The Execution of FSA Com. Shaykh Mahmoud Mojaddami

Some may recognize this Shaykh from two videos that were posted on the blog before. Shaykh Mahmoud Mojaddami seems to have been the Imam of Jami` al-Batul in Zbediye and became the commander of the FSA Brigade Jaysh Muhammad when Assad’s army invaded the city a year ago. The first video is from August last year and shows him meeting Aleppo’s military council’s future head Col. Abdul Jabbar al-Agedi in Sayf al-Dawleh.

Here he is with the commander of the FSA Brigade Halab al-Shahba, also in Sayf al-Dawleh, September last year.

He seemed to be a typical Halabi Shaykh. Some months ago however, something was set in motion that would eventually lead to the unthinkable and horrific outcome that became a reality more recently. His brigade and another one came into conflict, blood was spilled [1] [2] and not long after Aleppo’s Hay’a Shariah “court” summoned for his arrest. A supposedly Islamic trial followed in which he and his second in command, Abu Talib, probably along with others in his Brigade, were not only accused of murder, but of a long list of crimes including theft, robbery, collaboration and worse. The verdict was execution, which was carried out by a group of masked men in the name of Ha’ya Shariah in Salaheddin not long after. May Allah have mercy upon them.

Wait a minute, what just happened!? First, quite some time ago already a so-called Shariah Court was established in the liberated parts of Aleppo. Covering its development and the range of grave problems it has come to pose would require a separate topic. Suffice to say that it has a bad reputation, whether for the case at hand and other lethal and capital punishments, or for its power struggle with the Supreme Legal Council which Shaykh Muhammad al-Yaqoubi discusses, not to mention its persecution of peaceful activists and armed rivals or for the fact that it is dominated by Jabhat al-Nusra and Ahrar al-Sham.

Whether the Shaykh was guilty or innocent, this so-called court has no right to impose itself upon the people and carry out anything, let alone punishments that are currently not condoned in Syria under actual Islamic law. The execution is therefore criminal in and of itself. Furthermore, it does not bring stability to anarchy or justice to injustice. On the contrary, it incites anarchy and may even be grave injustice in and of itself in case he was innocent. How is it possible for anyone under current circumstances to verify whether this badly reputed court has judged correctly, Islamically? Moreover, why is there no role for other courts? How can it be guaranteed that proof has been established beyond any reasonable doubt in this matter of life and death? He could have simply been disarmed and imprisoned if needed be, by a neutral body that is, now there is no going back and who can reassure the concerned of what really took place here?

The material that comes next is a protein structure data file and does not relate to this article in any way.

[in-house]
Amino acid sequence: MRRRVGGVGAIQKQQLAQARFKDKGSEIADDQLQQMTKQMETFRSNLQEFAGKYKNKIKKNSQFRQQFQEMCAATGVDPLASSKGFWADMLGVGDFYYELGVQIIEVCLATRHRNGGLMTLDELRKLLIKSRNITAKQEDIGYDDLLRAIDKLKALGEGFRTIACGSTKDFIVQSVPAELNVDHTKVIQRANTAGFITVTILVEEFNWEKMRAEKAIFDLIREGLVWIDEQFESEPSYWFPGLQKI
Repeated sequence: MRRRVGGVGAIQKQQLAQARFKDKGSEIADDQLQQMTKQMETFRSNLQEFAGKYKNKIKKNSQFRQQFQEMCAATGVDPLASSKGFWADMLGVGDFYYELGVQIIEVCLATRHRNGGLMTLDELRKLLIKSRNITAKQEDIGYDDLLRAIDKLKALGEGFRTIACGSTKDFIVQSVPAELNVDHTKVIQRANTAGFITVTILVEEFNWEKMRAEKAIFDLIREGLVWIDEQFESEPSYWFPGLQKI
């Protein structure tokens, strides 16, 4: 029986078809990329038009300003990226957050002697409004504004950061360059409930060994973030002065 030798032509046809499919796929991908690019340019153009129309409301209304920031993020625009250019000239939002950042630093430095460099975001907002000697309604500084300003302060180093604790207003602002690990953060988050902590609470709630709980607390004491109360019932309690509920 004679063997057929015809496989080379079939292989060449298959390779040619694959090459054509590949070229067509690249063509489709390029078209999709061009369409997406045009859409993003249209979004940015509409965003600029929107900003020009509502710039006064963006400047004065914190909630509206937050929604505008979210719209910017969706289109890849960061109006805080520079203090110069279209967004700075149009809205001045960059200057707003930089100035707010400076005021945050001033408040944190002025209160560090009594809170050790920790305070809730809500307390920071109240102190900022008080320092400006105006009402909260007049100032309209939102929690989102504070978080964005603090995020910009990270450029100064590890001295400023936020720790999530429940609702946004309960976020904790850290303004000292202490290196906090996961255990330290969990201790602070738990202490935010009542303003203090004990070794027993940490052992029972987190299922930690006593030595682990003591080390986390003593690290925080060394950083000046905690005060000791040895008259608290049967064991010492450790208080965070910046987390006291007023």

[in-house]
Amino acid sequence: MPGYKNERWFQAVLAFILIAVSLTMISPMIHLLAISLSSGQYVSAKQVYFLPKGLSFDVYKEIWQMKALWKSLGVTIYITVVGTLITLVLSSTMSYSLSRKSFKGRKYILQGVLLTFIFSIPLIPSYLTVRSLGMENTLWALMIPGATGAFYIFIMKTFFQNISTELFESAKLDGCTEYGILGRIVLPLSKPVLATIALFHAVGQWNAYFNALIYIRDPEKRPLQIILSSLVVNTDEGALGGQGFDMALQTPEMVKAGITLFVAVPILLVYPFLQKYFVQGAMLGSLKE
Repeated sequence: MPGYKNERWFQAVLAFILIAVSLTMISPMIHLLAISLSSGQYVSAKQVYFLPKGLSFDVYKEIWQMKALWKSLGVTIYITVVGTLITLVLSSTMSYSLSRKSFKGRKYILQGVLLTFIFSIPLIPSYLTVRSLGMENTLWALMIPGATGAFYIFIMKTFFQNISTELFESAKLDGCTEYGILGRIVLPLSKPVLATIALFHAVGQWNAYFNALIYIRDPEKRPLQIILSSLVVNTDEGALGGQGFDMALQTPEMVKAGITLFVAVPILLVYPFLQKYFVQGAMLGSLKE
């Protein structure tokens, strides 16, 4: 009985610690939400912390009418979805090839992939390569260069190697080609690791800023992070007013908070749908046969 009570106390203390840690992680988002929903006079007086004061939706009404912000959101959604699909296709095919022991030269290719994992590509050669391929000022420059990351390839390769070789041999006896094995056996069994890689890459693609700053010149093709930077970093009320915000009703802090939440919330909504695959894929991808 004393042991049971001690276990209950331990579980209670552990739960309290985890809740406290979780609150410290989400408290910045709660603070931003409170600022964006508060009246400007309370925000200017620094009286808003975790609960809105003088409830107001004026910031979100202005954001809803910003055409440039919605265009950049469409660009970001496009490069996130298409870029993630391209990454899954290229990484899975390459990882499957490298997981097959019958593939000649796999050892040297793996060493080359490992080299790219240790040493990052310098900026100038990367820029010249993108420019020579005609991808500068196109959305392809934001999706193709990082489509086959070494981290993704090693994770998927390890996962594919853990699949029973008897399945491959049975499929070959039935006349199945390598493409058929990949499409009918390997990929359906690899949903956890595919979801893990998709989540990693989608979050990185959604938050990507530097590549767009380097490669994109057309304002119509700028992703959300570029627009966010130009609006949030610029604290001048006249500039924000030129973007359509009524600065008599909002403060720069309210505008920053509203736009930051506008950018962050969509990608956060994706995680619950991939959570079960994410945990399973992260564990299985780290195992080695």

In Shaykh Mojaddami’s case, there have unfortunately been few objections or complaints but shockingly enough quite the contrary. In fact, probably not that many would mind what happened. Instead, many from the neighborhoods called him a criminal, accusing him of randomly confiscating peoples’ cars as they were driving by. Some even used to sing about him being a thief during demonstrations such as here in Sukkari back in March:

Unfortunately, there is presently a far too dominant state of mind, understandable but not justifiable by this genocide, that allows hatred to grow from which extremist groups feed and strengthen themselves with in absence of sympathy for the rest of their religious views. Not to say that those calling him a thief or a criminal would all approve such an ending, but many of those who don’t still accept it. People have accepted a lot of things for a long time, though the tide seems to be currently turning. More shocking was the public approval of Col. al-Agedi.

Some groups claim to be Islamist or FSA but in fact, they are regime-made and consist of secret police and shabeeha. Last week a brigade commander was trialed and executed because his acts were doing harm to the reputation of the FSA. His name was Mahmoud [………], he headed the Unified Army of Muhammad, and his deputy’s name was Abu Taleb.

The translation is taken from Brown Moses which has the entire interview translated. Al-Agedi, with his military status and as someone who knew him personally, was apparently convinced of his guilt and approved of the execution. One thing to point out here is the vague reason he provides in “doing harm to the reputation of the FSA” something reminiscent of Assad’s legal system. Another is that al-Agedi signed the SSG-FSA Proclamation of Principles containing: